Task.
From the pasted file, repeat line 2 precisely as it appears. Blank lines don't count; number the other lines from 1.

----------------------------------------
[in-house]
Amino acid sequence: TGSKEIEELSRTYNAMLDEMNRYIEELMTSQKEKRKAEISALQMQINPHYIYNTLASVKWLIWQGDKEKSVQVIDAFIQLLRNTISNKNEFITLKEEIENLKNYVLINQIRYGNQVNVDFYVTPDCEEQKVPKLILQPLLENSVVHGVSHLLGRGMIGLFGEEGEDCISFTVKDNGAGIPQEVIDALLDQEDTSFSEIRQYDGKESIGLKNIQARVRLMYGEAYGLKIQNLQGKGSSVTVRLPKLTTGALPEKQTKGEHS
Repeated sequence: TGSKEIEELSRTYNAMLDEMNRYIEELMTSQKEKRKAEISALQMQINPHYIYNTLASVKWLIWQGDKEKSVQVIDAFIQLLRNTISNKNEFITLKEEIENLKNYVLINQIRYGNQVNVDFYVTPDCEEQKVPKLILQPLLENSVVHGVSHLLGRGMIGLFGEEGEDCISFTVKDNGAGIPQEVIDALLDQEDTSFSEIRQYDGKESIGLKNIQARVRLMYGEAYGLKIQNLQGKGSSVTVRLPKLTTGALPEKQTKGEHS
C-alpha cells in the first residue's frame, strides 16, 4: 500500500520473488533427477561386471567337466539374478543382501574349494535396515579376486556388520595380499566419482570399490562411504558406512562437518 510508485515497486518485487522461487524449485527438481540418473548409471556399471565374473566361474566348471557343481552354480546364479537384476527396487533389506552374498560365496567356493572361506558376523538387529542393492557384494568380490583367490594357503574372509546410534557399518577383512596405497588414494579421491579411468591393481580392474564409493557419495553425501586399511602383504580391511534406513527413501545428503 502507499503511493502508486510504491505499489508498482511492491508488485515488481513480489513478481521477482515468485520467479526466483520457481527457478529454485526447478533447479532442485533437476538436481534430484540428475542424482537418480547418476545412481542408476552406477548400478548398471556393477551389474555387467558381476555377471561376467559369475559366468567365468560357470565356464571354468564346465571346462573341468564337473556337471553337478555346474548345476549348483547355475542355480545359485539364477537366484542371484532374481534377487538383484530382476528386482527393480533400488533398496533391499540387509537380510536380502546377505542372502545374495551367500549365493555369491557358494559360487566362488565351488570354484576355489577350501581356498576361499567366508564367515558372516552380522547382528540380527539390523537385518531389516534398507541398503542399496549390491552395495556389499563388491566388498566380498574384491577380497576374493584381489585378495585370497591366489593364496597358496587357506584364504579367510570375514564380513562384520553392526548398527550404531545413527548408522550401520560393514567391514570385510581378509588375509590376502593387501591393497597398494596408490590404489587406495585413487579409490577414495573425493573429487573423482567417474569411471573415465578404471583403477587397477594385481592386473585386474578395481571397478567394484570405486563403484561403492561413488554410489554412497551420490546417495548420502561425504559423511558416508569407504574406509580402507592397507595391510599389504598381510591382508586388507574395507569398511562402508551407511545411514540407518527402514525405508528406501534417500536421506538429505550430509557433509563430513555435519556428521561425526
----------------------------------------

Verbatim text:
Amino acid sequence: TGSKEIEELSRTYNAMLDEMNRYIEELMTSQKEKRKAEISALQMQINPHYIYNTLASVKWLIWQGDKEKSVQVIDAFIQLLRNTISNKNEFITLKEEIENLKNYVLINQIRYGNQVNVDFYVTPDCEEQKVPKLILQPLLENSVVHGVSHLLGRGMIGLFGEEGEDCISFTVKDNGAGIPQEVIDALLDQEDTSFSEIRQYDGKESIGLKNIQARVRLMYGEAYGLKIQNLQGKGSSVTVRLPKLTTGALPEKQTKGEHS